For added zest, give it resistance or immunity to the attack form that killed it, and maybe add a die or two of it as additional damage.
What special area effects do your PCs typically use? Keep them in mind when working on ReVoltingTron.
Consider marking the minions with an evil tattoo or bloody warpaint, and giving PCs an opportunity (via Perception or Sense Motive) to notice them, and/or a Knowledge (arcana or religion) or Spellcraft check to identify what they mean (either vaguely or specifically--whichever is most fun for your group).
I always suggest the ranger for first time players. Full BAB (less likely to miss), great skill list (newbie players are always trying to do neat and interesting things ("Can I climb and hide in that tree, then jump down on his head?" "Can I sneak behind that door and eavesdrop on what they're saying?" "Can I bully the prisoner and make him talk?" "Can I search for clues? Can I follow her footprints?")), relatively good saves (and a ranger's poor Will save is often bolstered by a relatively good Wisdom score because of Wisdom-based spells and skills), easy combat choices (Ranger Combat Styles), introductory spells, introductory pet or introductory party buffing, an easy to apply combat buff (Favored Enemy), and the option for easy, relatively static, feat choices (Iron Will, that feat that boosts Animal Companion level, Weapon Focus, Improved Initiative, Toughness, etc.) that don't make a boring character because the "fun" feats can be selected with the Ranger Combat Style--without worrying about pre-requisites). Traits are pretty easy to choose, too: Reactionary and Magical Knack (ranger).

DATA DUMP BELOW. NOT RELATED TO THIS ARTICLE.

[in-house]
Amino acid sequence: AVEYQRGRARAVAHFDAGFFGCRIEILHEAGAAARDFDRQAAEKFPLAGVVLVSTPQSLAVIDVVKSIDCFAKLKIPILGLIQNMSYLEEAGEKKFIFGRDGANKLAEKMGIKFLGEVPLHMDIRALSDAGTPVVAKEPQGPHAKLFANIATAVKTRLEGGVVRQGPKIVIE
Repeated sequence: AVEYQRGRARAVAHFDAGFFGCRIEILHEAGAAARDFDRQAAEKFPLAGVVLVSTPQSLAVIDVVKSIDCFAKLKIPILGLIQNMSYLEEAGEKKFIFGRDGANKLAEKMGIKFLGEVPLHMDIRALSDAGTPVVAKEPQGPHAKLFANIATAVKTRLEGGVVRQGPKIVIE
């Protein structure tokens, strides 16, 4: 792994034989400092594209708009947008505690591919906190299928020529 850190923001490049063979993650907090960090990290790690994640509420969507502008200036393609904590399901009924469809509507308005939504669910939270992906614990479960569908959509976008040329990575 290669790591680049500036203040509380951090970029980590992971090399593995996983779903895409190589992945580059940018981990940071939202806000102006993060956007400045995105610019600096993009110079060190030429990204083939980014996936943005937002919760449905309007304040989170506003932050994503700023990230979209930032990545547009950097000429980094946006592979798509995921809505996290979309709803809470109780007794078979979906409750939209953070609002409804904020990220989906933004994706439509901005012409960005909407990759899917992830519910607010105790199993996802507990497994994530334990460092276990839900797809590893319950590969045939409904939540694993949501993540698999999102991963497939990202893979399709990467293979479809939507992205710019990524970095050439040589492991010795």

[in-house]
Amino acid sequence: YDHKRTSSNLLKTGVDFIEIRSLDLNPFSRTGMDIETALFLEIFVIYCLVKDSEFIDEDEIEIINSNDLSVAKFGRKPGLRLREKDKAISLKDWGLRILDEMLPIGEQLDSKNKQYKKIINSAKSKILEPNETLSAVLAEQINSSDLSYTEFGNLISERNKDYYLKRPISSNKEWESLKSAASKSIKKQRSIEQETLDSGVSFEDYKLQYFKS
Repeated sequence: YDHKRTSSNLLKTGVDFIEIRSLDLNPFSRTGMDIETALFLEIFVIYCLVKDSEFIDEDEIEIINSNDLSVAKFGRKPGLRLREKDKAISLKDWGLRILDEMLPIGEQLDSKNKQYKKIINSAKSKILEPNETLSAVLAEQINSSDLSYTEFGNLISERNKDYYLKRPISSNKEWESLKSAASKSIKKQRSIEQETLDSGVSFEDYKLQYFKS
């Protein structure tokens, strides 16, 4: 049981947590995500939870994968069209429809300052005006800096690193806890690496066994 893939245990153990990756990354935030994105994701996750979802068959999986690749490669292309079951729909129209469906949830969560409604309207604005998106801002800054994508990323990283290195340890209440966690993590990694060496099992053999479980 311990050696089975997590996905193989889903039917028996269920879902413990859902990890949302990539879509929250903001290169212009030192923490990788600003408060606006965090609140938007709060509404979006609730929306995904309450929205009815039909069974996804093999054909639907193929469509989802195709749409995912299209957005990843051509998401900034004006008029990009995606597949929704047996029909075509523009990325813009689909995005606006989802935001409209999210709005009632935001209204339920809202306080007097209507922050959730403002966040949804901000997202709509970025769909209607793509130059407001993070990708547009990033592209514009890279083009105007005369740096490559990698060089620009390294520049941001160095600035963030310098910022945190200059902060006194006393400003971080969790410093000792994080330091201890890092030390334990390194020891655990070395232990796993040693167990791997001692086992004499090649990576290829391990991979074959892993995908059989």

Slayers (no spells, but lots of talents to choose from, and sneak attack can help with teaching combat and positioning rules), and Hunters (more spells, better companion, but worse BAB) are good too since they both have good skills and are pretty straightforward in a fight.
While you're right about all of that, the one thing I really like about 5th Edition monster "design" is how monsters generally have relatively low AC & high HP. This means that PCs can usually hit (which is fun, since it's fun to be successful and not miss), but the monsters still have staying power (since they have a lot of hit points). I haven't done an analysis of PF hit point averages vs. 5Ed hit point averages for each CR, but I have a feeling 5Ed has a lot more HP and a lower AC in general.
Shouldn't D&D be a TV series instead of a movie? It's very nature is episodic. Unless it's a one-shot. :-P One shots tend to have less developed characterization in my experience, anyways.
But the only "D&D" movie I've seen was that Dragonlance cartoon that was half hand-drawn and half computer-animated, and thus totally uneven.